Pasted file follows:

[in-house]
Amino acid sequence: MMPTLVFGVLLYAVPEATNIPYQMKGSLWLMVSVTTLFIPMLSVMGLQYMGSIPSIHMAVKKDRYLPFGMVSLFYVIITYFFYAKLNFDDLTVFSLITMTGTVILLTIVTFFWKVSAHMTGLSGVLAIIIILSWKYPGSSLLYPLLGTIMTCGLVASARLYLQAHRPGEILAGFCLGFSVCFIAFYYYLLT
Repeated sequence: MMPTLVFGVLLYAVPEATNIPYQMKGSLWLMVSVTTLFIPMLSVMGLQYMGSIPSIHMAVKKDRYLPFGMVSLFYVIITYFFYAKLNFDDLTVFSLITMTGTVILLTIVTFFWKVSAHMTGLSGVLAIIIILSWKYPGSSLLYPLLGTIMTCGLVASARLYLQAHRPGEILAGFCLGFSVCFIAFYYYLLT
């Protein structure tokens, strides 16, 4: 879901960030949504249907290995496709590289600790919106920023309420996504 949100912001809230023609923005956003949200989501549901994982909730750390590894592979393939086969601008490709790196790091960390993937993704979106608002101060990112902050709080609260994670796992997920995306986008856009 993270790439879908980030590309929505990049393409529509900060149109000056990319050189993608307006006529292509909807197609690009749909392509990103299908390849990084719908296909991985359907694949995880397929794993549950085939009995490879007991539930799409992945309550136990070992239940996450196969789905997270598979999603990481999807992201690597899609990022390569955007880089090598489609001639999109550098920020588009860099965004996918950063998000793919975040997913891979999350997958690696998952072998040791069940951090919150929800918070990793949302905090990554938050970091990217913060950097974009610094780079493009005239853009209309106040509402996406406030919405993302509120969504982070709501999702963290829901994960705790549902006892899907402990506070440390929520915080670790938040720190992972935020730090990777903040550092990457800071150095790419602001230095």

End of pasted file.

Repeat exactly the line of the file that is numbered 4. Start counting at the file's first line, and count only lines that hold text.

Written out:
């Protein structure tokens, strides 16, 4: 879901960030949504249907290995496709590289600790919106920023309420996504 949100912001809230023609923005956003949200989501549901994982909730750390590894592979393939086969601008490709790196790091960390993937993704979106608002101060990112902050709080609260994670796992997920995306986008856009 993270790439879908980030590309929505990049393409529509900060149109000056990319050189993608307006006529292509909807197609690009749909392509990103299908390849990084719908296909991985359907694949995880397929794993549950085939009995490879007991539930799409992945309550136990070992239940996450196969789905997270598979999603990481999807992201690597899609990022390569955007880089090598489609001639999109550098920020588009860099965004996918950063998000793919975040997913891979999350997958690696998952072998040791069940951090919150929800918070990793949302905090990554938050970091990217913060950097974009610094780079493009005239853009209309106040509402996406406030919405993302509120969504982070709501999702963290829901994960705790549902006892899907402990506070440390929520915080670790938040720190992972935020730090990777903040550092990457800071150095790419602001230095």